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The school term is over for me and I find myself at home. Glad to be back for the holidays, I’m spending it with family and friends. My time nonetheless is also being used to write new blog posts and to reflect on this past year. Many moments and thoughts I’ve had strike me as worthy of sharing. Here’s the first one:

A poster, one I bought at a poster sale in September, hangs in my university residence room. It serves as a source of happiness for me but it’s not this poster I want to discuss. Rather, there are two I saw that continue to remain in my thoughts despite the fact that I did not buy them.

Loss, a surrealistic painting, by Agnes Cecile. Prints of this were being sold at the poster sale I visited.

Loss, a surrealistic painting, by Agnes Cecile.

The first one is titled Loss. As seen on the left, it is a print of a painting created by Agnes Cecile. Its subject is a woman composed of blue and pink watercolour paints. Imagery of birds can be seen where her hair should be.

My interpretation of this artwork includes how the pink appears as bruises, lines resembling veins. To me, this signals harm. Pain. Suffering. Sadness permeates this woman. In addition, the bare shoulders and skin leads me to having thoughts of vulnerability. Weakness has been associated with this concept for a long time.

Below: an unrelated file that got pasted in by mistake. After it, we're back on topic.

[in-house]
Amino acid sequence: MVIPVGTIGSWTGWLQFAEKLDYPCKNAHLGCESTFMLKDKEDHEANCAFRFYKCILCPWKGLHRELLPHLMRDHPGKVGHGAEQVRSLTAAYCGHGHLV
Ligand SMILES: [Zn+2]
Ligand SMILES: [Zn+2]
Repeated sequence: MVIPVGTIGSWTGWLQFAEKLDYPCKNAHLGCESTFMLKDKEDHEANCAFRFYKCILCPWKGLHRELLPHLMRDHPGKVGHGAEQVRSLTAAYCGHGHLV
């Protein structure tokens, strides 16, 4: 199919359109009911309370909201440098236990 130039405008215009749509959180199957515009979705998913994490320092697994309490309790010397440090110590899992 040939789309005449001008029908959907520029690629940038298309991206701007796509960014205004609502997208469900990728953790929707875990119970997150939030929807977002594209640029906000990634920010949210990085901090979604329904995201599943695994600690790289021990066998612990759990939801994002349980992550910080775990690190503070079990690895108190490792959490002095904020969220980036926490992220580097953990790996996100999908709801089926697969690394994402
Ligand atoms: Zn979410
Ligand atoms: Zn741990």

I see an inner struggle happening in this poster. A wearisome fight that may not be visible from an outsider’s view.

The second one is titled About a New Place.  As seen below, it depicts a woman’s face with her eyes appearing to follow the butterflies that surround her. Pink, red, blue, purple; more colour may be found in this painting than the last discussed.

About a New Place, a surrealistic painting by Agnes Cecile.

About a New Place, a surrealistic painting by Agnes Cecile.

Butterflies symbolize hope. Their involvement in this artwork, the increase in colour, and the title of the piece leads me to thinking that this woman finds herself with a new beginning.

I see recovery. A new chapter is possible and this is something the woman has realized. Struggles do not have to exist forever. The fight does not have to define her life.

These two posters were not a set. Nonetheless, I think they work well together. In them, I see a reminder that though struggles occur, there is hope. You can bounce back from them and recover.

I once mentioned that some blog posts I’ve written never get published. This was one of those; I don’t know why I forgot to post it, but perhaps that’s because I somehow knew it’d be better for a later time.

The thoughts I express here, about how hope exists and recovery is possible, that there can be more to life than just the struggles you may encounter, are those I still believe in. I think I always will. It’s why I do what I do, advocating for mental health. That’s for the next blog post though – one I promise to have up before the New Year.